By JACK ELLIOTT JR.
Associated Press Writer
JACKSON, Miss. (AP) - Outgoing Supreme Court Justice Oliver Diaz
Jr.'s impassioned call for an end to the death penalty has drawn
both criticism and praise.
In what was likely his departing dissent as his tenure on
Mississippi's highest court ends, Diaz says society finally must
recognize that "even as murderers commit the most cruel and
unusual crime, so too do executioners render cruel and unusual
Jimmy Robertson, a Jackson attorney who served on the state
Supreme Court from 1983 to 1992, said Diaz laid out a number of
points, including that the death penalty is not a deterrent to
murder, that were "pretty close to being irrefutable to anybody
that's objective on the question."
However, Kent Scheidegger, legal director for the pro-death
penalty Criminal Justice Legal Foundation in Sacramento, Calif.,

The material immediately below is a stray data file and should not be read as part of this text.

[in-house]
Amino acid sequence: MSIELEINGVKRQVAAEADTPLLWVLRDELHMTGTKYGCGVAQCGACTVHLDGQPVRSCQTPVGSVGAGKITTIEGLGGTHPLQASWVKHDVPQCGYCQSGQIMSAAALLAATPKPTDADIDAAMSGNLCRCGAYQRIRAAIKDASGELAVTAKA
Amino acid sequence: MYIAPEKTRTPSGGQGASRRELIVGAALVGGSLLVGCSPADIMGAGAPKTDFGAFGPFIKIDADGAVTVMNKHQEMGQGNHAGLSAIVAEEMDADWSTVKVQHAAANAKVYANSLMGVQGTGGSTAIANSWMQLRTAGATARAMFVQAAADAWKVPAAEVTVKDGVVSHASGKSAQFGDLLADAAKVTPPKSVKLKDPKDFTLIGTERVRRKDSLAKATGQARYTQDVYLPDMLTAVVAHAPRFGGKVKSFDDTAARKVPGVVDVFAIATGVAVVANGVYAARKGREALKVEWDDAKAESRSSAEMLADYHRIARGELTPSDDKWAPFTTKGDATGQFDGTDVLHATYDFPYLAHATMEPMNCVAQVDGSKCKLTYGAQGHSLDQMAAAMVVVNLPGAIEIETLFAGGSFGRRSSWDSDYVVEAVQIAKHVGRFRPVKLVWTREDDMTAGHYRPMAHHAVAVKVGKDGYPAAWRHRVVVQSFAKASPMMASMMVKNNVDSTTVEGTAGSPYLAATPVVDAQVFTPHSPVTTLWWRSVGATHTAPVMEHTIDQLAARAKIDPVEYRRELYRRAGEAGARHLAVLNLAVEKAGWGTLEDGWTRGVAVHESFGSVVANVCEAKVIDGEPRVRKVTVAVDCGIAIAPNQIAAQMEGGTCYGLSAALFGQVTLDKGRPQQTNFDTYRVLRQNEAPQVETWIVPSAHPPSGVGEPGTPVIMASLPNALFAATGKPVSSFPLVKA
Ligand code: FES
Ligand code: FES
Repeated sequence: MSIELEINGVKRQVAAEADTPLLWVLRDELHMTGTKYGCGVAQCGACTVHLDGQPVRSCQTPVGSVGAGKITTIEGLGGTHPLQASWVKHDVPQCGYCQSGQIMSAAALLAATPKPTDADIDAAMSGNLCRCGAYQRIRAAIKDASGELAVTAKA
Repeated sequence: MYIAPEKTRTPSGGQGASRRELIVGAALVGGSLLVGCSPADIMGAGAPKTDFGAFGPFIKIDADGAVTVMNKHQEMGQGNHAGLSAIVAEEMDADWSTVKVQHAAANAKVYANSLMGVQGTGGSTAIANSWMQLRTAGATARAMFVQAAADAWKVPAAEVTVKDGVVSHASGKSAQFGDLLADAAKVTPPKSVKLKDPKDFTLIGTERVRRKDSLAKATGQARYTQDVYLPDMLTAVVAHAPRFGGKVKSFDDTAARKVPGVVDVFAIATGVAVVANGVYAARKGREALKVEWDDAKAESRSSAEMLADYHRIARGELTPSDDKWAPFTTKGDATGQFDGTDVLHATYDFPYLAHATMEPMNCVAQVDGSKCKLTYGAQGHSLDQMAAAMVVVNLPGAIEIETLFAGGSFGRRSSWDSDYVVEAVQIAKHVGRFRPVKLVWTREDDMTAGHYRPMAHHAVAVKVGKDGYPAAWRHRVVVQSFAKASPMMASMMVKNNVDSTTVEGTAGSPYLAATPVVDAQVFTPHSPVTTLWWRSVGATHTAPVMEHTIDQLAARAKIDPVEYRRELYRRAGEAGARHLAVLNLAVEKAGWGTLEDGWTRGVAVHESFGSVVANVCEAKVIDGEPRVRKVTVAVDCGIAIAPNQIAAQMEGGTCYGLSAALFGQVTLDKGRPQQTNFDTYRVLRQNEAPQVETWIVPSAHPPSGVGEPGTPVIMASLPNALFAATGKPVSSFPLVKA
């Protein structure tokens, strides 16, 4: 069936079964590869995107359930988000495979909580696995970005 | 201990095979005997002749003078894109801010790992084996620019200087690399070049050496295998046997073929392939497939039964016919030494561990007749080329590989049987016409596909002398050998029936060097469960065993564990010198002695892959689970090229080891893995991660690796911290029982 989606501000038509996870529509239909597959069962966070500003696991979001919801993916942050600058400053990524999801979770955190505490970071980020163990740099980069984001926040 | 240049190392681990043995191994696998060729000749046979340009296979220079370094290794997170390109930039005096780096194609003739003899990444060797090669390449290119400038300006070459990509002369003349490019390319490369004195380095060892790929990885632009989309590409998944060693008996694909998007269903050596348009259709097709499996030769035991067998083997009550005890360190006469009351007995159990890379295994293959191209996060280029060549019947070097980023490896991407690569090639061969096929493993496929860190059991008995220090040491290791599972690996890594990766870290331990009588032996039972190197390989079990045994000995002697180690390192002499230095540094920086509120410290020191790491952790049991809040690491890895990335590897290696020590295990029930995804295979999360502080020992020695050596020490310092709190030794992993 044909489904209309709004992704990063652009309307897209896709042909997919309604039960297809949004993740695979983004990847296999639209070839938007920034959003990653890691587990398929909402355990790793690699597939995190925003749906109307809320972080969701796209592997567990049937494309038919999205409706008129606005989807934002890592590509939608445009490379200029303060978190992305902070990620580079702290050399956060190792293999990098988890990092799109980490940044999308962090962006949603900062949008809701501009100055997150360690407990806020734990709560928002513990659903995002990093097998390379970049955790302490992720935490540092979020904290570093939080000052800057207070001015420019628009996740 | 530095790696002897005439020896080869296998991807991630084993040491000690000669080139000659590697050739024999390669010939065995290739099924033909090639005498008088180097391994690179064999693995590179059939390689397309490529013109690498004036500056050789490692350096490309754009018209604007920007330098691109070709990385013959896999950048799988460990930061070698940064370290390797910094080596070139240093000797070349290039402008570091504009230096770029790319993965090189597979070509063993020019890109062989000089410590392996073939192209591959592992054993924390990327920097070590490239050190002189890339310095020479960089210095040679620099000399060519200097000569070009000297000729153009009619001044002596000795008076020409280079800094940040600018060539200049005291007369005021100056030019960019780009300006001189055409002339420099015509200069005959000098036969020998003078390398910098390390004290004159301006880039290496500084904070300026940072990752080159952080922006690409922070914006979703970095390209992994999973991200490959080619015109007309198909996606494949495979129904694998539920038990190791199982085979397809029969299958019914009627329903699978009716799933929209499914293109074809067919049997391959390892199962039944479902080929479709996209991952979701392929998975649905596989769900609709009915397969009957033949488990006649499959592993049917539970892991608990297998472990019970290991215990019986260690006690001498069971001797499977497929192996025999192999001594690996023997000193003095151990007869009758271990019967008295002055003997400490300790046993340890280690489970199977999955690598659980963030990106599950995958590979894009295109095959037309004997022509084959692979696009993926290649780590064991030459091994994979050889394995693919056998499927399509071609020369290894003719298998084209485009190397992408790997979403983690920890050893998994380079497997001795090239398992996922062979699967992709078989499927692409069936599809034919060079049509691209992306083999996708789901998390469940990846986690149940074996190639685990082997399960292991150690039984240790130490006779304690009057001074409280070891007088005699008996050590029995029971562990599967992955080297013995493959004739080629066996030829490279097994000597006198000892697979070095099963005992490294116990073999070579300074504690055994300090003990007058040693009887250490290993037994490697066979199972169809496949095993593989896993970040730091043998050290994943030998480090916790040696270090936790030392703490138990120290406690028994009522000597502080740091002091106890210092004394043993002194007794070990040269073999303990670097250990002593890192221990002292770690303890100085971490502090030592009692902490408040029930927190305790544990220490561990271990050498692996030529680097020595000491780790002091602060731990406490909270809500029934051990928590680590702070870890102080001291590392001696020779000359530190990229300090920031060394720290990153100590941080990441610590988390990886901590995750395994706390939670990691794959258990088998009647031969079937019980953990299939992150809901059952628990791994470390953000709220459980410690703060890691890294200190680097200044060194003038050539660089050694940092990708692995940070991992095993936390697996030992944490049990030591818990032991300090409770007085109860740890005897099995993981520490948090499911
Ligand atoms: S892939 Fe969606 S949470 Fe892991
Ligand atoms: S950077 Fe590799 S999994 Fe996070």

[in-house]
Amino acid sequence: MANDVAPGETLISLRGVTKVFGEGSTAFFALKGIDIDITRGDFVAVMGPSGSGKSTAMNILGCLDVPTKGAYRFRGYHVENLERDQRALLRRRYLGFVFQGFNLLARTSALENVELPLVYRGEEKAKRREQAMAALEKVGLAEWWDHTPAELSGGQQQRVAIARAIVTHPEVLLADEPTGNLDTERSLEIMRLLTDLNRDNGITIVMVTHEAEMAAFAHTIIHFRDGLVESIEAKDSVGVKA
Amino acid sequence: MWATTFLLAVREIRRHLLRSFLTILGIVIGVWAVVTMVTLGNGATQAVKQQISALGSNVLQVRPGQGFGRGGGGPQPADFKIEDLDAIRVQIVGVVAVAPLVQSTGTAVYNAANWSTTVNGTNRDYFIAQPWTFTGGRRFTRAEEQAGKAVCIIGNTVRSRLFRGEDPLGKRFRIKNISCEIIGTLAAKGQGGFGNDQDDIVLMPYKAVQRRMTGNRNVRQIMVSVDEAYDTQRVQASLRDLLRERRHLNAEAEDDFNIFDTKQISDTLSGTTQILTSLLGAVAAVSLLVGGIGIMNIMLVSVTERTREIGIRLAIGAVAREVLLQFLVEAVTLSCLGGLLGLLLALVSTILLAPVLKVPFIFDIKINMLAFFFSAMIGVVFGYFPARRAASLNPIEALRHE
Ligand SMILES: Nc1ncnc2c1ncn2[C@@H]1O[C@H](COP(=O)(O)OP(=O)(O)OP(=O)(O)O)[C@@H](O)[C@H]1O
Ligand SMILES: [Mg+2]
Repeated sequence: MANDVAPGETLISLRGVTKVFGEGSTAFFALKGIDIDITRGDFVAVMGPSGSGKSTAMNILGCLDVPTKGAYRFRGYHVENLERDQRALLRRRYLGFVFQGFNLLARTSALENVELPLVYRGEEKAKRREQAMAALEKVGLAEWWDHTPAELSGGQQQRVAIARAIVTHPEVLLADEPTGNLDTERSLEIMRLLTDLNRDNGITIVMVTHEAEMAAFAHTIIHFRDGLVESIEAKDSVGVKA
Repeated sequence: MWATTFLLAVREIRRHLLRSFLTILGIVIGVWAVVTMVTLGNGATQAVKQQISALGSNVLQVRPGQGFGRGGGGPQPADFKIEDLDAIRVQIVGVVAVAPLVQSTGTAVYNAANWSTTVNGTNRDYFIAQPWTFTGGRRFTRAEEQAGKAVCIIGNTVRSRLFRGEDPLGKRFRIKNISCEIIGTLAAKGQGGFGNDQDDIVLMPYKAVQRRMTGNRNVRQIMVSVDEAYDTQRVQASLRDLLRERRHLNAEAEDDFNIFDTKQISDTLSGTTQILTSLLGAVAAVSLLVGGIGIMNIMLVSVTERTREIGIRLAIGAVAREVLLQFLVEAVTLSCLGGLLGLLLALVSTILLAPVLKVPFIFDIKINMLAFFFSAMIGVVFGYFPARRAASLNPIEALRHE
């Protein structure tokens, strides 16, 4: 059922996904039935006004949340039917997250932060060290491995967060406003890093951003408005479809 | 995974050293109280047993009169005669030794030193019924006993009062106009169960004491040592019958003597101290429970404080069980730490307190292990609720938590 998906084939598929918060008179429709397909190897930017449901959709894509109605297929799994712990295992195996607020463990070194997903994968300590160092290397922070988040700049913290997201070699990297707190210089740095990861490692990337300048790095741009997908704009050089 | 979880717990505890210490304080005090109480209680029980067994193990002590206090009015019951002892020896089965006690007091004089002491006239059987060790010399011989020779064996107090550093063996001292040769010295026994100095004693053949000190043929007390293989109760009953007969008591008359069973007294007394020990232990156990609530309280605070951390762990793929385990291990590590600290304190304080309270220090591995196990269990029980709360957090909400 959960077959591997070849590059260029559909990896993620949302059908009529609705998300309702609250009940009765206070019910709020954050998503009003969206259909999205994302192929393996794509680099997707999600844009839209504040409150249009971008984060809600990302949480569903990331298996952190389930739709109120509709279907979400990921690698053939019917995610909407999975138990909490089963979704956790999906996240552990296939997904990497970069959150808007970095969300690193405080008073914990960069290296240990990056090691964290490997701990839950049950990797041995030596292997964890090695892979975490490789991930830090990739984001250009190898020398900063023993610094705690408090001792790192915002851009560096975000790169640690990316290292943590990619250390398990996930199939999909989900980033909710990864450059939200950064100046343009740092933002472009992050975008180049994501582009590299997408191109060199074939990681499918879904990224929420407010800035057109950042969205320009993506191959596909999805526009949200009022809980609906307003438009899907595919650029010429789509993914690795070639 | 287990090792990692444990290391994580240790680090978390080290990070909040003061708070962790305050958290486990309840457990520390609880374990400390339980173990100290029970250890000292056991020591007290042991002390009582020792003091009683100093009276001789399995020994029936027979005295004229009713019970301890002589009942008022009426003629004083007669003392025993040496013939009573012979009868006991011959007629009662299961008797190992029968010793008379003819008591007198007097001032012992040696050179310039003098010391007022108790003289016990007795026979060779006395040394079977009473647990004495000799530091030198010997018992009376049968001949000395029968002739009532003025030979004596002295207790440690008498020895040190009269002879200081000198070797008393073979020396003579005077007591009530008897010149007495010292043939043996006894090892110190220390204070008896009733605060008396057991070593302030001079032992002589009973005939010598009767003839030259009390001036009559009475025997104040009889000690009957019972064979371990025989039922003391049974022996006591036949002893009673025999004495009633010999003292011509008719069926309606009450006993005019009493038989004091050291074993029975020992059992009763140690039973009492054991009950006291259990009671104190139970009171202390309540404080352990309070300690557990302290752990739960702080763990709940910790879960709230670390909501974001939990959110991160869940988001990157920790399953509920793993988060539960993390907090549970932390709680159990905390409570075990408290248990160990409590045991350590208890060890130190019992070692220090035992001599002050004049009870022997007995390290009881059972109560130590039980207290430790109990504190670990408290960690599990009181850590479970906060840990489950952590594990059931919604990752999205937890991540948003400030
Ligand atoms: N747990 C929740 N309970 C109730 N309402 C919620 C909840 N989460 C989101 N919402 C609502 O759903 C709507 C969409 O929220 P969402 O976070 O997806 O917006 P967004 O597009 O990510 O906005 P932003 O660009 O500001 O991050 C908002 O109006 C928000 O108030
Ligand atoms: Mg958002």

said Diaz's opinion is "a litany of the familiar arguments against
the death penalty, all of which have been refuted many times
"Impassioned pleas are nothing new. The anti-death penalty side
has always had more passion than reason," Scheidegger said.
Robertson said opinions like Diaz's often come out when a judge
is leaving a court. An example, he said, is U.S. Supreme Court
Justice Harry Blackmon who grappled with the death penalty question
for 20 years before denouncing it as he left the court.
"That's not to discredit the courage it took (for Diaz) to say
it or the credibility of what he said," Robertson said.
Diaz declined an interview request, saying it "is not
appropriate for a judge to comment on a specific case other than
through our official opinions."
Diaz, 49, leaves the court in January after nine years. He was